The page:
June 11, 2008 > Counseling Corner: Did curiosity really kill the cat?
Counseling Corner: Did curiosity really kill the cat?
I'm going to tell you a secret that can guarantee relationship happiness for you. Revealing this secret might also put me out of business for good.
But first - let's set the background before I let the cat out of the bag.
Imagine your partner gets mad at you. You may have some idea why they're mad at you. Or you may not have a clue why they're suddenly so worked up. But you know for sure they're mad because they're yelling at you or giving you the cold shoulder or making cutting remarks, or doing whatever they do when they're upset. You feel their anger and you feel them pushing your buttons - HARD. You feel your own anger bubbling up fast. What do you do?
1. Yell back
2. Give them the cold shoulder
3. Storm out of the room
4. Point out something wrong they did
If you're like 99% of couples out there, you would automatically use one of the above options. Sadly, you and I also know that none of these four options actually work to create peace and harmony. If anything, they are likely to lead to escalation of anger and resentment.
Now let's reverse the scenario. Imagine you are furious with your partner. In your mind, you believe your partner to be incredibly selfish/controlling/thoughtless/mean/rude/cruel, etc. etc. You are angry and crave justice or revenge. What might your automatic reaction be?
1. Yell or snap at them
2. Give them the silent treatment
3. Storm out of the room
4. Point out one or more of their flaws in a sarcastic tone.
Let's do the same inventory - how successful would any of the above strategies be for resolving conflict in a loving, yet productive way? If you're like most couples, chances are you already know that none of the above eight responses do much good for the health of your relationship.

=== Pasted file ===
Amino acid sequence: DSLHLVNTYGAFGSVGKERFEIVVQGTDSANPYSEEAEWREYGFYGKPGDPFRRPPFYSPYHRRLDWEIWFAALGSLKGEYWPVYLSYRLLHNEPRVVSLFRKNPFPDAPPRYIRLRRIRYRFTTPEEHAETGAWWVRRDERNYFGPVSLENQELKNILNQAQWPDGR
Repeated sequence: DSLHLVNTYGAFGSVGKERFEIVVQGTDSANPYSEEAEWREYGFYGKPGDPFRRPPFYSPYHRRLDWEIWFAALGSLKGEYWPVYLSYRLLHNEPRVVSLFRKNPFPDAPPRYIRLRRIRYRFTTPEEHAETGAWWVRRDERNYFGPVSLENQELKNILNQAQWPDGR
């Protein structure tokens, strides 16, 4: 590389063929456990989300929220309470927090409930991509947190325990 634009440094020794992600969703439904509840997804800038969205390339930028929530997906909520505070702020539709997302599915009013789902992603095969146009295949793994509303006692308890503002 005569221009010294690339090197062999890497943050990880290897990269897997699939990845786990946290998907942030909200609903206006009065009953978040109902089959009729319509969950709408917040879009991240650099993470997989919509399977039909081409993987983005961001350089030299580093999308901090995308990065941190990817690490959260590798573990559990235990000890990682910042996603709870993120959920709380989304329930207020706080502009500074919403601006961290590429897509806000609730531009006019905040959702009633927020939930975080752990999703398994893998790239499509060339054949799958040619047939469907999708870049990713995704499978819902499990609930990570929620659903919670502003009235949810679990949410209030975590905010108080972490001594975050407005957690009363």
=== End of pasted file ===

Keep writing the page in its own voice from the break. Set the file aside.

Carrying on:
But, more often than not, couples instinctively turn to these ineffective behaviors.
It would take a whole other article to describe why we instinctively and automatically reach for these options when we are angry.
But let's turn our attention to solutions, to the reason why you first started reading this article. I'll reveal the secret that can put me straight out of business. Here's the secret
Couples could bypass arguments, reduce hostility,
increase love, intimacy, connection, and closeness
if they chose an alternative route -
instead of furious.
What might curiosity look like in action?
Here are some ways you can be curious when you or your partner get into a conflict:
* Think of yourself as a reporter. Instead of sparring with your partner, be genuinely interested in finding out their point of view and why they hold their position.
* Tell your partner you want to be curious rather than furious.
* Put the focus on understanding your partner rather than explaining/defending yourself.
* Stop yourself from inserting your point of view or explanation.
* Give your partner the space to talk and explain without defending yourself.
* Encourage your partner to talk by listening attentively, and being open in your body language.
* Ask curious (not attacking) questions
* Periodically check with your partner about their comfort level and how you are doing as a reporter.
Regardless of who is in the "wrong," the guidelines above can take your relationship to a whole new level of relating, loving, and connecting.
Of course it takes enormous amounts of trust, compassion, generosity, courage, perseverance, and emotional maturity to be curious rather than furious. The role of being the curious reporter is not an easy one.
Deep down, you might have a fear that curiosity killed the cat.
I do not know if the proverbial cat got killed by its curiosity.
But what I do know about curiosity is that it can save your relationship and sanity. Curiosity can be healing. Curiosity can restore your faith in love. Give it a shot! As Einstein, one of the greatest geniuses in human history, advised us: "Never lose a holy curiosity."
Anne Chan is a registered career counselor and licensed psychotherapist in Union City. She can be reached at firstname.lastname@example.org or 510-744-1781.